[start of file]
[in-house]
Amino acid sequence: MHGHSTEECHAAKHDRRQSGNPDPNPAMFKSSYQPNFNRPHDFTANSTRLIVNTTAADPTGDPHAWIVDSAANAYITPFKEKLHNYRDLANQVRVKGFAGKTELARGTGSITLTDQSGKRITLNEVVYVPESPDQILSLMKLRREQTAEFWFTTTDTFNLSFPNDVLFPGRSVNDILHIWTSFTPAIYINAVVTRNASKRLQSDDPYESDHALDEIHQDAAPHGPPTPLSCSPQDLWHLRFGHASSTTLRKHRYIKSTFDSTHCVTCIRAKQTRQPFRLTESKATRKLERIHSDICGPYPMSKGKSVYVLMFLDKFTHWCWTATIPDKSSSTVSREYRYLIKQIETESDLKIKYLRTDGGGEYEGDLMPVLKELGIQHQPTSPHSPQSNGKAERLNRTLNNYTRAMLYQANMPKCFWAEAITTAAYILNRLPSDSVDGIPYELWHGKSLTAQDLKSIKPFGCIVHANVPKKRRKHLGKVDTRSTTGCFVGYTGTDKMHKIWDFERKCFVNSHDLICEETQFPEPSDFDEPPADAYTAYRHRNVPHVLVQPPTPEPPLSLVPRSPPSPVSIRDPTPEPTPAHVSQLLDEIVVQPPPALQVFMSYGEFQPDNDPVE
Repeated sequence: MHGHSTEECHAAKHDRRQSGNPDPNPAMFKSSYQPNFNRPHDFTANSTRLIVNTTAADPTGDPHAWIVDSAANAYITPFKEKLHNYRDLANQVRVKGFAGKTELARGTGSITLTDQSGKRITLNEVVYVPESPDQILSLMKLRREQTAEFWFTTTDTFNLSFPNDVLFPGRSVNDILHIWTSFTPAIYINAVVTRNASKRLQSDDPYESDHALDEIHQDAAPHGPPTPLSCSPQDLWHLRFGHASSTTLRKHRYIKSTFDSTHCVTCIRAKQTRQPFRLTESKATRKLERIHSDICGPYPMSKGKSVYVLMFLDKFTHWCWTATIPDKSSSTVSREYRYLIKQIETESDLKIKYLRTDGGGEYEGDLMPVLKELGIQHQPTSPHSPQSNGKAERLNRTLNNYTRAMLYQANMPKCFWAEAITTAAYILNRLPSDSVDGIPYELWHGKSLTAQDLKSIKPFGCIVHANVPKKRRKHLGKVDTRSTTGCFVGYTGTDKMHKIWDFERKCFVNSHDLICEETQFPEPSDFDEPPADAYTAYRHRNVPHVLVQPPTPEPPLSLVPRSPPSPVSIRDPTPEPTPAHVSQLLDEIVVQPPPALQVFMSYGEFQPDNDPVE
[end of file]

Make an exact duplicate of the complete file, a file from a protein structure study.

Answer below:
[in-house]
Amino acid sequence: MHGHSTEECHAAKHDRRQSGNPDPNPAMFKSSYQPNFNRPHDFTANSTRLIVNTTAADPTGDPHAWIVDSAANAYITPFKEKLHNYRDLANQVRVKGFAGKTELARGTGSITLTDQSGKRITLNEVVYVPESPDQILSLMKLRREQTAEFWFTTTDTFNLSFPNDVLFPGRSVNDILHIWTSFTPAIYINAVVTRNASKRLQSDDPYESDHALDEIHQDAAPHGPPTPLSCSPQDLWHLRFGHASSTTLRKHRYIKSTFDSTHCVTCIRAKQTRQPFRLTESKATRKLERIHSDICGPYPMSKGKSVYVLMFLDKFTHWCWTATIPDKSSSTVSREYRYLIKQIETESDLKIKYLRTDGGGEYEGDLMPVLKELGIQHQPTSPHSPQSNGKAERLNRTLNNYTRAMLYQANMPKCFWAEAITTAAYILNRLPSDSVDGIPYELWHGKSLTAQDLKSIKPFGCIVHANVPKKRRKHLGKVDTRSTTGCFVGYTGTDKMHKIWDFERKCFVNSHDLICEETQFPEPSDFDEPPADAYTAYRHRNVPHVLVQPPTPEPPLSLVPRSPPSPVSIRDPTPEPTPAHVSQLLDEIVVQPPPALQVFMSYGEFQPDNDPVE
Repeated sequence: MHGHSTEECHAAKHDRRQSGNPDPNPAMFKSSYQPNFNRPHDFTANSTRLIVNTTAADPTGDPHAWIVDSAANAYITPFKEKLHNYRDLANQVRVKGFAGKTELARGTGSITLTDQSGKRITLNEVVYVPESPDQILSLMKLRREQTAEFWFTTTDTFNLSFPNDVLFPGRSVNDILHIWTSFTPAIYINAVVTRNASKRLQSDDPYESDHALDEIHQDAAPHGPPTPLSCSPQDLWHLRFGHASSTTLRKHRYIKSTFDSTHCVTCIRAKQTRQPFRLTESKATRKLERIHSDICGPYPMSKGKSVYVLMFLDKFTHWCWTATIPDKSSSTVSREYRYLIKQIETESDLKIKYLRTDGGGEYEGDLMPVLKELGIQHQPTSPHSPQSNGKAERLNRTLNNYTRAMLYQANMPKCFWAEAITTAAYILNRLPSDSVDGIPYELWHGKSLTAQDLKSIKPFGCIVHANVPKKRRKHLGKVDTRSTTGCFVGYTGTDKMHKIWDFERKCFVNSHDLICEETQFPEPSDFDEPPADAYTAYRHRNVPHVLVQPPTPEPPLSLVPRSPPSPVSIRDPTPEPTPAHVSQLLDEIVVQPPPALQVFMSYGEFQPDNDPVE